Max Bygraves

 

Further to your obituary of 3 September, Max Bygraves is justly remembered as a great all-round entertainer, writes Robert Chesshyre, the last of a kind whose roots were deep in the music hall of yesteryear. It is less well known that he was occasionally a straight film actor, and it was in that context that, as a teenager in 1958, I met him.

He starred in A Cry from the Streets, directed by Lewis Gilbert and based on a novel by my aunt, Elizabeth Coxhead. He and Elizabeth became pals and I was invited to watch a day's shooting in a Buckinghamshire wood. The plot, briefly, concerned the fate of two children orphaned when their father murdered their mother and was, in consequence, hanged.

Their social worker was played by Barbara Murray, very much the upper middle class stereotype of the 1950s. Bygraves was the electrician who did jobs at the children's home, and he and Murray fell for each other and he fell also for the children, taking them on trips. For Bygraves' benefit a couple of songs had been inserted into the film, and I recall vividly singing along with the child actors (principally Colin Petersen and Dana Wilson) as they practised.

The song "You gotta to have rain" was pure Bygraves, and the opening lyrics were: "If you didn't have rain every now and again/Then you couldn't have flowers…" It was magical sitting on a log being charmed by Bygraves and belting our hearts out. His enormous warmth, concentrated on a few children, rapidly drew into the circle the rest of the cast and the film technicians, and we sang to rival the woodland birds.

I have to say that watching the film today – it is available on DVD and is occasionally still shown on television – it's apparent that Bygraves was not the greatest of film actors, and was wise to return to his day job at the London Palladium. But in person he was charm personified and utterly unselfconscious. He told a story that I still remember.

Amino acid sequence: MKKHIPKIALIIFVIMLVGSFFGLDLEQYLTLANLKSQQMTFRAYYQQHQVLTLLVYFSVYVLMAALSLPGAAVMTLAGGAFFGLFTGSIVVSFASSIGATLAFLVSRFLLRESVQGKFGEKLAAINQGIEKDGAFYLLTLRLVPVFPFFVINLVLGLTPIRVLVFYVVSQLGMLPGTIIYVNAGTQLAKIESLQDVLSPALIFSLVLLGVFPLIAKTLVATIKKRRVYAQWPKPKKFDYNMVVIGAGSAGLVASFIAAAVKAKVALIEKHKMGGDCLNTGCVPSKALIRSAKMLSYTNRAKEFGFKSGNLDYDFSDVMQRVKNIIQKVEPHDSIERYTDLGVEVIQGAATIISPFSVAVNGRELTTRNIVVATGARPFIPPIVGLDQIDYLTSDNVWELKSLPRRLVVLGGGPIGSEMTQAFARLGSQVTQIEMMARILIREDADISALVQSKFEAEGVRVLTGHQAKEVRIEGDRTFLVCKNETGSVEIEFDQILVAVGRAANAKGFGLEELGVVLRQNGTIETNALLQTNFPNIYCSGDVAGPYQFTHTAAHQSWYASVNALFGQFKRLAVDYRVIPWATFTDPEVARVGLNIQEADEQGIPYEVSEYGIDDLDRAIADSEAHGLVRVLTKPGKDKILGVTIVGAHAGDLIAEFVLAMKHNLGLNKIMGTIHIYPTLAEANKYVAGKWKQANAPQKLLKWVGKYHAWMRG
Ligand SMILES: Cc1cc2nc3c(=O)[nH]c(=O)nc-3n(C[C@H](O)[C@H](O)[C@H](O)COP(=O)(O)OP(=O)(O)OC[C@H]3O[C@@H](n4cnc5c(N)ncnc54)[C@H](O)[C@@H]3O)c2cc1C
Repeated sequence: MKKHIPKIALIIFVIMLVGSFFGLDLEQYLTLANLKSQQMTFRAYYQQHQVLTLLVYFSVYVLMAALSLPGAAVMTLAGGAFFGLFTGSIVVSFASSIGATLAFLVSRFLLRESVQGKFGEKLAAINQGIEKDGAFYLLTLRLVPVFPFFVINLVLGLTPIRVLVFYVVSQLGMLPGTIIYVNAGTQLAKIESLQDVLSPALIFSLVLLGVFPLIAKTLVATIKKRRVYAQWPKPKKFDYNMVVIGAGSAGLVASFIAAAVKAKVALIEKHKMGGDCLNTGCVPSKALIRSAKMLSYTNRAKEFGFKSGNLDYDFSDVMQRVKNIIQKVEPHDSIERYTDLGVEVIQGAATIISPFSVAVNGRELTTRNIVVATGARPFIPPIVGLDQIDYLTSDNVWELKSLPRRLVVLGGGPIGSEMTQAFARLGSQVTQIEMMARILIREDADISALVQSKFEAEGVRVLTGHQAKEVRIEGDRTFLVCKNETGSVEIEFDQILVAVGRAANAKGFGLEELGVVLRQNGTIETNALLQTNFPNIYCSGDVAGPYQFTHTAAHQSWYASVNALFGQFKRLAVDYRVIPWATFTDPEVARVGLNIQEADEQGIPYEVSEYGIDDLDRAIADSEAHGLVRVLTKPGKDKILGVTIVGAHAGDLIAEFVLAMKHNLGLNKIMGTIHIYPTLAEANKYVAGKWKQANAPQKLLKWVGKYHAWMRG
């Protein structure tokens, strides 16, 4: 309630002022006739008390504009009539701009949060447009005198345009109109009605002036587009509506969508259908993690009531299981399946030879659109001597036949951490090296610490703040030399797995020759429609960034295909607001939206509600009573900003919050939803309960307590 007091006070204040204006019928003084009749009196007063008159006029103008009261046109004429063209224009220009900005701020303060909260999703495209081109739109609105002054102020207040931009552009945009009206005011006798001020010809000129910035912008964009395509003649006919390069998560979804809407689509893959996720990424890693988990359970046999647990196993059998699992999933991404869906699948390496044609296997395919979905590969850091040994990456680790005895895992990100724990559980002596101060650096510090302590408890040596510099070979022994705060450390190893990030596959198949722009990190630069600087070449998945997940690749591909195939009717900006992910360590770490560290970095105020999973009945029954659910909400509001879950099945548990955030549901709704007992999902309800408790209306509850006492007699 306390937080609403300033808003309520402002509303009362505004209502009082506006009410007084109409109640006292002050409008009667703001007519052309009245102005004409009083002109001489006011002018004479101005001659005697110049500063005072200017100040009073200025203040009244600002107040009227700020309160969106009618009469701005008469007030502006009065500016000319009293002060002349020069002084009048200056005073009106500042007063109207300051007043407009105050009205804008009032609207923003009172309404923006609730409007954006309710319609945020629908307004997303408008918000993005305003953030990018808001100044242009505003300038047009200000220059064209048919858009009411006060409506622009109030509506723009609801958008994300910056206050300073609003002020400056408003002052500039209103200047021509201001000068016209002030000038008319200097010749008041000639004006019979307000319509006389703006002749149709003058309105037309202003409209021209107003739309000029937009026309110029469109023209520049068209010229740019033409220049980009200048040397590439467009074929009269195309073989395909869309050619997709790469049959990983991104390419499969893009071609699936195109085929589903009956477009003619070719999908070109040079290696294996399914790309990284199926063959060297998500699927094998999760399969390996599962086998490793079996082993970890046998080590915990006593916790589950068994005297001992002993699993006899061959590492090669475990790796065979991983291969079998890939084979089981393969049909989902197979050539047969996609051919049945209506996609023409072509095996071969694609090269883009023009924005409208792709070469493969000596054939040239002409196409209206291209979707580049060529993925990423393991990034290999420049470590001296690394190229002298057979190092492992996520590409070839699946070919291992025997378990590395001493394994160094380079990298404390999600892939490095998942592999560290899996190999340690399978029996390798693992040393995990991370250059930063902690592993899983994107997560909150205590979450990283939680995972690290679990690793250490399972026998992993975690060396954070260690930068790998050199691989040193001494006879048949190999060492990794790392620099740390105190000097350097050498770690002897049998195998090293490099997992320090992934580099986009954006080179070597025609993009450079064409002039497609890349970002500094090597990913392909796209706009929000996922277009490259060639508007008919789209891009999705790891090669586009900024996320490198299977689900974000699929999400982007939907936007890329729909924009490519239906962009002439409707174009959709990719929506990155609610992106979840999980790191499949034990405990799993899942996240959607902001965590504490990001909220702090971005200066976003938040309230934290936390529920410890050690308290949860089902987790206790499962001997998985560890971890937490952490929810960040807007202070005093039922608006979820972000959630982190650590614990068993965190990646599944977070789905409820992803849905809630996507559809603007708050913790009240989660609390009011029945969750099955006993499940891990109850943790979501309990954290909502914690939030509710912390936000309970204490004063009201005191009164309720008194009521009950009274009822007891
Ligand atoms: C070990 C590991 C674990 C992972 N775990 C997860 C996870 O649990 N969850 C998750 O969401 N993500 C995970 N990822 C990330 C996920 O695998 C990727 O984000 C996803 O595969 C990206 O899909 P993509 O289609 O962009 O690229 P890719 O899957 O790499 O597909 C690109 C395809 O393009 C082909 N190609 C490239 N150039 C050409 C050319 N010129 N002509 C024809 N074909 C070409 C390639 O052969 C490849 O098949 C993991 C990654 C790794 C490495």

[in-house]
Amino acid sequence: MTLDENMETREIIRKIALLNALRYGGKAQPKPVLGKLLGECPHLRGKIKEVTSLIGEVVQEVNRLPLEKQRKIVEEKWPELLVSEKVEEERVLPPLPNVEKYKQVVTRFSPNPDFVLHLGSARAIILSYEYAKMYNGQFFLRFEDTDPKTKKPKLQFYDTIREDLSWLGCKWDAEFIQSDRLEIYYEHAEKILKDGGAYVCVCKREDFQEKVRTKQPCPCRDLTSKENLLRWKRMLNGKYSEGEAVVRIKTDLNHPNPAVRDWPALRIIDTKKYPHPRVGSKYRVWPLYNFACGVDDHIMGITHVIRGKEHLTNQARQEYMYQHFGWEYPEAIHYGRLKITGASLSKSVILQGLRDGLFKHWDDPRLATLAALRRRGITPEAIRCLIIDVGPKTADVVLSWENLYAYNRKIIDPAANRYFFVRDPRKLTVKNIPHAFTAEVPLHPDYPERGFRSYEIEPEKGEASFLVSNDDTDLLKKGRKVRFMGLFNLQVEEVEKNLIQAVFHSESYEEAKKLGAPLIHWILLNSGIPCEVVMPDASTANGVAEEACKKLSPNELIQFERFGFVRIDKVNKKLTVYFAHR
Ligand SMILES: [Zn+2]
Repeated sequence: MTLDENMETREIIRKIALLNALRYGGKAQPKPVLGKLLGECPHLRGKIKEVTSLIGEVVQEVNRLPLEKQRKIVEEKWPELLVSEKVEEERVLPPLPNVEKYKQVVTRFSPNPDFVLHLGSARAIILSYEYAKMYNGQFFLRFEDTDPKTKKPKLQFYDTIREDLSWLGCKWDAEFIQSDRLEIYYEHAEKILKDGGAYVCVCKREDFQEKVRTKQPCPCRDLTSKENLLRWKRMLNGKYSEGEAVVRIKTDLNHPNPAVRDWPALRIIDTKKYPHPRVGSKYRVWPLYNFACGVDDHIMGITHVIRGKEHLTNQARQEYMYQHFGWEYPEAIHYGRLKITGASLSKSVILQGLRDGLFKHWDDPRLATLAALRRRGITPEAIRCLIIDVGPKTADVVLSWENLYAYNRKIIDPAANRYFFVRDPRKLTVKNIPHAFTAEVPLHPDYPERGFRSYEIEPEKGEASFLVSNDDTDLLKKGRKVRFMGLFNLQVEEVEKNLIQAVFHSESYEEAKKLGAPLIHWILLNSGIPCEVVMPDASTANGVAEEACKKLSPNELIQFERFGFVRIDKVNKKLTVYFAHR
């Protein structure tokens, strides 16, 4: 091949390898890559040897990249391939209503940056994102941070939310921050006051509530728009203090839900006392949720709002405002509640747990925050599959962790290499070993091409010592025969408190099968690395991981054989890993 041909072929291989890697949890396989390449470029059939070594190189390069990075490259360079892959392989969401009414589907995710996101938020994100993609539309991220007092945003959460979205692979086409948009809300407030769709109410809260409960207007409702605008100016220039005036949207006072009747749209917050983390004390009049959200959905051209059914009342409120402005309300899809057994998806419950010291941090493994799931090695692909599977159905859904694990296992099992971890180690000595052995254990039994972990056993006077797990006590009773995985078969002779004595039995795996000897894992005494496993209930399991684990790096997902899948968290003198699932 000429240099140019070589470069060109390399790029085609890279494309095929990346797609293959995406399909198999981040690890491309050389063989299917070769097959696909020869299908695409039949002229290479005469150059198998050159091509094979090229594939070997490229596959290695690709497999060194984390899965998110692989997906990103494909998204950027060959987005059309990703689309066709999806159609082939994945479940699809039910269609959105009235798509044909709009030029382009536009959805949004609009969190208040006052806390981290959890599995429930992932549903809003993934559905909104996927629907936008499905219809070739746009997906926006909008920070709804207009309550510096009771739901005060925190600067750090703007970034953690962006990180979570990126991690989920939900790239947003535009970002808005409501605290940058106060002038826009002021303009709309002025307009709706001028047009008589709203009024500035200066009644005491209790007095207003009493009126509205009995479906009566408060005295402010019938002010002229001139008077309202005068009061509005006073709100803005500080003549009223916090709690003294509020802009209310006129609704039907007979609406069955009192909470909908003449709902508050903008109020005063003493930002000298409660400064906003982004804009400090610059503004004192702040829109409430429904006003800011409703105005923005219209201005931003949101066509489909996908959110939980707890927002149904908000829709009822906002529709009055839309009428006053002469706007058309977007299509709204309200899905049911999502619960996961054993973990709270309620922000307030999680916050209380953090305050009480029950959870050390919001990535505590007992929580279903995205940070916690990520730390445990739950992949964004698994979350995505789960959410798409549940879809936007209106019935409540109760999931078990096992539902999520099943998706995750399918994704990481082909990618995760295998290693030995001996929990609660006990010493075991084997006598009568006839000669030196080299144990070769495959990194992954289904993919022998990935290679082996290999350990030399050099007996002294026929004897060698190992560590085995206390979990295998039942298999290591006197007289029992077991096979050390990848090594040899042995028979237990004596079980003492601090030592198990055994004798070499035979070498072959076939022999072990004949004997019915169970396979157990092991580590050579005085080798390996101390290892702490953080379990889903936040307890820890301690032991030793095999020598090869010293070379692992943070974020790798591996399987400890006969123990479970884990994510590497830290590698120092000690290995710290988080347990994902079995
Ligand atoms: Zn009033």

His wife, Blossom, had just taken up golf, and by coincidence a man called at the Bygraves' front door with a cheap set of lady's clubs for sale (Bygraves admitted that they were almost certainly of dodgy provenance). Sensing a bargain – despite his growing wealth, his former childhood poverty still cast its shadow – Bygraves snapped up the clubs and proudly presented them to Blossom.

It was only then that the penny dropped. The reason why the clubs were so cheap was that they were for left-handers. Blossom was right-handed. Bygraves hadn't realised that there was a difference in clubs. He smiled ruefully as he told the tale. He had got, he admitted, exactly what he deserved.

News
people'It can last and it's terrifying'
Sport
Danny Welbeck's Manchester United future is in doubt
footballStriker in talks over £17m move from Manchester United
Sport
Radamel Falcao
footballManchester United agree loan deal for Monaco striker Falcao
Sport
Louis van Gaal, Radamel Falcao, Arturo Vidal, Mats Hummels and Javier Hernandez
footballFalcao, Hernandez, Welbeck and every deal live as it happens
PROMOTED VIDEO
Have you tried new the Independent Digital Edition apps?
News
ebooksAn unforgettable anthology of contemporary reportage
Sport
footballFeaturing Bart Simpson
News
Kelly Brook
peopleA spokesperson said the support group was 'extremely disappointed'
Sport
Andy Murray celebrates a shot while playing Jo-Wilfried Tsonga
TennisWin sets up blockbuster US Open quarter-final against Djokovic
News
i100
Life and Style
techIf those brochure kitchens look a little too perfect to be true, well, that’s probably because they are
Arts and Entertainment
Alex Kapranos of Franz Ferdinand performs live
music Pro-independence show to take place four days before vote
News
news Video - hailed as 'most original' since Benedict Cumberbatch's
Life and Style
The longer David Sedaris had his Fitbit, the further afield his walks took him through the West Sussex countryside
lifeDavid Sedaris: What I learnt from my fitness tracker about the world
Arts and Entertainment
The eyes have it: Kate Bush
music
News
i100
Life and Style